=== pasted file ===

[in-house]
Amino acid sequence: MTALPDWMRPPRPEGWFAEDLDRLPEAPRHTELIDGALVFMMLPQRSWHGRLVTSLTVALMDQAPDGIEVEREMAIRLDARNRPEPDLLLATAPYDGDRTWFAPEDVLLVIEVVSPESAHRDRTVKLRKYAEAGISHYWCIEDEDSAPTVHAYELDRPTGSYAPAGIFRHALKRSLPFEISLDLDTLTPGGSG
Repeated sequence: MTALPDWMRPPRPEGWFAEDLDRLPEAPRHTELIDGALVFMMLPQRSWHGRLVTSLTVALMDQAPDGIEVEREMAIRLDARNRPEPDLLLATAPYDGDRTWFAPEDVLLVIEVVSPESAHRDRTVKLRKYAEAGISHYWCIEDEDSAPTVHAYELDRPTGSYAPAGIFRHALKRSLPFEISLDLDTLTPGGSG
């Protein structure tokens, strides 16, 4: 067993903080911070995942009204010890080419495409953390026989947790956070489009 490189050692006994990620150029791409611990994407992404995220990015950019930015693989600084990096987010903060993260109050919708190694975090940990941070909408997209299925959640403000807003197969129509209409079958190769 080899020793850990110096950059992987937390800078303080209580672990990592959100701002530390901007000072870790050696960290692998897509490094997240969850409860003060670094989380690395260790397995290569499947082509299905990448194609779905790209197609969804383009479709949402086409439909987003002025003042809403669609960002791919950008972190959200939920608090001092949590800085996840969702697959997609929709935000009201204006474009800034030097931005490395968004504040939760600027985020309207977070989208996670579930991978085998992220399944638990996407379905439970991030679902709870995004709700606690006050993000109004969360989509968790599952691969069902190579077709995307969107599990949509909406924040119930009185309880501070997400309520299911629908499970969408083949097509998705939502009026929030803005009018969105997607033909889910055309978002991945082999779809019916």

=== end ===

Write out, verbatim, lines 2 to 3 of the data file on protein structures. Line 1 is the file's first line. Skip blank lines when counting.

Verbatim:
Amino acid sequence: MTALPDWMRPPRPEGWFAEDLDRLPEAPRHTELIDGALVFMMLPQRSWHGRLVTSLTVALMDQAPDGIEVEREMAIRLDARNRPEPDLLLATAPYDGDRTWFAPEDVLLVIEVVSPESAHRDRTVKLRKYAEAGISHYWCIEDEDSAPTVHAYELDRPTGSYAPAGIFRHALKRSLPFEISLDLDTLTPGGSG
Repeated sequence: MTALPDWMRPPRPEGWFAEDLDRLPEAPRHTELIDGALVFMMLPQRSWHGRLVTSLTVALMDQAPDGIEVEREMAIRLDARNRPEPDLLLATAPYDGDRTWFAPEDVLLVIEVVSPESAHRDRTVKLRKYAEAGISHYWCIEDEDSAPTVHAYELDRPTGSYAPAGIFRHALKRSLPFEISLDLDTLTPGGSG